Mascara, Algeria, 1919-1996
Rêve, oil on canvas 73.5 x 92.5 cm, 1975. Click to enlarge
Abstract shapes and subdued colour schemes dominate the canvases of Abdel Kader Guermaz, a major player in Algeria’s modern art movement. Guermaz, who graduated from l’École des Beaux-Arts d’Oran in 1940, emigrated to Paris in 1961 amid his home country’s eruptive struggle for independence from France, which succeeded the following year.
The artist, who became associated with School of Paris, befriended French artists such as Bissière, Manessier, Bazaine and Vieira da Silva. Subtlety and minimalism characterise Guermaz’ artistic approach, giving form to his spiritual meditations and inspiring French art critic Pierre Rey to call him the painter of silence and light.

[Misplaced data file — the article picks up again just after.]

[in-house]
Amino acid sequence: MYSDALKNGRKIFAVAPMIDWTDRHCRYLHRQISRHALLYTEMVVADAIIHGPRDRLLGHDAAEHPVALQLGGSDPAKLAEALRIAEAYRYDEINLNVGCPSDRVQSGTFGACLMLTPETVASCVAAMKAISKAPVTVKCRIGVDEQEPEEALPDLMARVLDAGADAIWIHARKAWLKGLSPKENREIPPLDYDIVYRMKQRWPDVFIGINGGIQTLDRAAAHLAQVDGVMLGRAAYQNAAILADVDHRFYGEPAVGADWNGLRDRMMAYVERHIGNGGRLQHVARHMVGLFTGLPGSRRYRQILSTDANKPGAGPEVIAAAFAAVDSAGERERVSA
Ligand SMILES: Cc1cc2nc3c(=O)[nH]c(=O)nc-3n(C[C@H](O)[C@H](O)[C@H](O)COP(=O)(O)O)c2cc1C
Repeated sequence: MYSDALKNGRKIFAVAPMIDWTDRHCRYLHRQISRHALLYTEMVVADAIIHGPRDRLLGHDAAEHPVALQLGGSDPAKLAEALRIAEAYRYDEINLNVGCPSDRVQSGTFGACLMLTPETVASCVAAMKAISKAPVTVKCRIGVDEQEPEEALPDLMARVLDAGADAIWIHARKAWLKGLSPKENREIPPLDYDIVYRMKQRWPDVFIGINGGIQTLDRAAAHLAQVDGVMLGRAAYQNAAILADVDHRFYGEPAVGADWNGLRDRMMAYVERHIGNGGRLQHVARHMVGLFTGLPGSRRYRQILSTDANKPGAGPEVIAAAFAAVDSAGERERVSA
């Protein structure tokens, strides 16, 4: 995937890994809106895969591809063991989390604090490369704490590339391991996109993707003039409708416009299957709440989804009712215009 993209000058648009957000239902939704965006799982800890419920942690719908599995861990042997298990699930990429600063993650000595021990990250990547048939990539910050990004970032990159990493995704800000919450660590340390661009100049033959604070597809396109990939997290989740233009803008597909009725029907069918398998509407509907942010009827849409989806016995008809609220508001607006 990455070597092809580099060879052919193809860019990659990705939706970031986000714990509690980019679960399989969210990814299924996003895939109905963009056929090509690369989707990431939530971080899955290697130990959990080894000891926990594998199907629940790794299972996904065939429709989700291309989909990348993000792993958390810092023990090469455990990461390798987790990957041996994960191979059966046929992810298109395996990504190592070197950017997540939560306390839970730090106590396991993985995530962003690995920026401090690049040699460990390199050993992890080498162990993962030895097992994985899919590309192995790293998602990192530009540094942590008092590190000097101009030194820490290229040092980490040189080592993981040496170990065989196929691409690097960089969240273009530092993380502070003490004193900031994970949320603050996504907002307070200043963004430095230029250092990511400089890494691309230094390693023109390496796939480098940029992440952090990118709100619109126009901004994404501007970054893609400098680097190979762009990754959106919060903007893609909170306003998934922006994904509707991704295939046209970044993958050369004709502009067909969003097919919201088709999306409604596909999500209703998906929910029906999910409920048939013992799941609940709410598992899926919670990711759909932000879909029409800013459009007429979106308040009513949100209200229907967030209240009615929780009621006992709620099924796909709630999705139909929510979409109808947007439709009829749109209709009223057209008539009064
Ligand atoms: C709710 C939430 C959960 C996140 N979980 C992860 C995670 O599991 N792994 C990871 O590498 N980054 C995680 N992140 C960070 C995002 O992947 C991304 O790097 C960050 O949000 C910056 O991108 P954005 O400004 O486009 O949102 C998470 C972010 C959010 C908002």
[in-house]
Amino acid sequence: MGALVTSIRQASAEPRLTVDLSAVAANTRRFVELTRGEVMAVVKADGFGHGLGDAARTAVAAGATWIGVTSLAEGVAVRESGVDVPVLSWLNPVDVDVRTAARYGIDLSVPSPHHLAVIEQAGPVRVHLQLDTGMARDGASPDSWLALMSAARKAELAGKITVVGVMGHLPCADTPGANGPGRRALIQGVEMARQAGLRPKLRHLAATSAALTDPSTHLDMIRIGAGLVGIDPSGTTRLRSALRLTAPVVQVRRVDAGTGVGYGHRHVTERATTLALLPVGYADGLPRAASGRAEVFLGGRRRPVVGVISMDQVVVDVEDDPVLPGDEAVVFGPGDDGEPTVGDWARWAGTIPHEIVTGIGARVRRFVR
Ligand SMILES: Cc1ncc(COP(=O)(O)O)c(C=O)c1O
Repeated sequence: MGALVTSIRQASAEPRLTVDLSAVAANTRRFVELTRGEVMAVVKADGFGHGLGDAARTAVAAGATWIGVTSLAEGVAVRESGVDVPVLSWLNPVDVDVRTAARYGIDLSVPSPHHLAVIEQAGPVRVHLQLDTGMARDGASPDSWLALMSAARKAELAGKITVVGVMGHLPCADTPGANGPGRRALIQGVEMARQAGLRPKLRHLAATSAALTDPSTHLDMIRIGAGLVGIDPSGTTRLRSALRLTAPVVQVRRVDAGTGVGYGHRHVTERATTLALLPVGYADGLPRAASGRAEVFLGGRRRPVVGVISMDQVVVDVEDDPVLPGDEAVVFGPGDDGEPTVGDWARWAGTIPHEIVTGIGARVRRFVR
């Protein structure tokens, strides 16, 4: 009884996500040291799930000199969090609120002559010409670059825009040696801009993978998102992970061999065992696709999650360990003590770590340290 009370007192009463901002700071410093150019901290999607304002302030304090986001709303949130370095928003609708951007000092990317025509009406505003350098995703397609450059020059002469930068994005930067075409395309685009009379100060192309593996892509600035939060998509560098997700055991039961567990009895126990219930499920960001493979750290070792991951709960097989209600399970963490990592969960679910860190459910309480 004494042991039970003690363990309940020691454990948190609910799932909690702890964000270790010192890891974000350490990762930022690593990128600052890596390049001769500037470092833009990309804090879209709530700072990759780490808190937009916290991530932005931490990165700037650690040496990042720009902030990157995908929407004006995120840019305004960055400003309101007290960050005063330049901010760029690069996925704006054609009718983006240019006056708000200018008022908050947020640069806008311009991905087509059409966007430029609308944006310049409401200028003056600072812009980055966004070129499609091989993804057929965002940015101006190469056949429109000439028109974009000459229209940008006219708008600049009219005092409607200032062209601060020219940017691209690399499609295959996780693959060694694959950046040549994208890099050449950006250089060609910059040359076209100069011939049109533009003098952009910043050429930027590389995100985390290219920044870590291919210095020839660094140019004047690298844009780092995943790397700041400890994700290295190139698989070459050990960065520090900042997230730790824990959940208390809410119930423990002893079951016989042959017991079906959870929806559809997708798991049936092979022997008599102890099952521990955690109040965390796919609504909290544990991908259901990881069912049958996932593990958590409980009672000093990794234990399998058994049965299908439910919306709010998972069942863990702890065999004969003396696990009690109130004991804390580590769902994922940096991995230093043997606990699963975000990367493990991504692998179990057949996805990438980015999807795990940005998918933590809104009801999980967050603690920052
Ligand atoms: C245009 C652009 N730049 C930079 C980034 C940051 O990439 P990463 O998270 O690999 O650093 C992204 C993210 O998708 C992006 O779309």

Although his most-disciplined work consists of textured white monochrome paintings, Guermaz began incorporating discernible shapes and softened segments of colour after 1975. His careful compositions emerge as weightless and timeless landscapes evoking both interior and exterior spaces. His work Rêve features, perhaps inadvertently, an anthropomorphic shape resembling a woman in profile. Attaining critical success in the late 1960s and early 1970s, the artist was largely forgotten upon the 1981 closure of gallery Entremonde that represented him.
Until his death in 1996, Guermaz continued to produce work probing the metaphysical relationship between visible world and the unseen. His artwork, featured in international museum collections, has been rediscovered in posthumous shows and texts.
Baghdad, Iraq, 1932-1985
Martyr’s Epic, oil on canvas 91 x 127 cm, 1965. Click to enlarge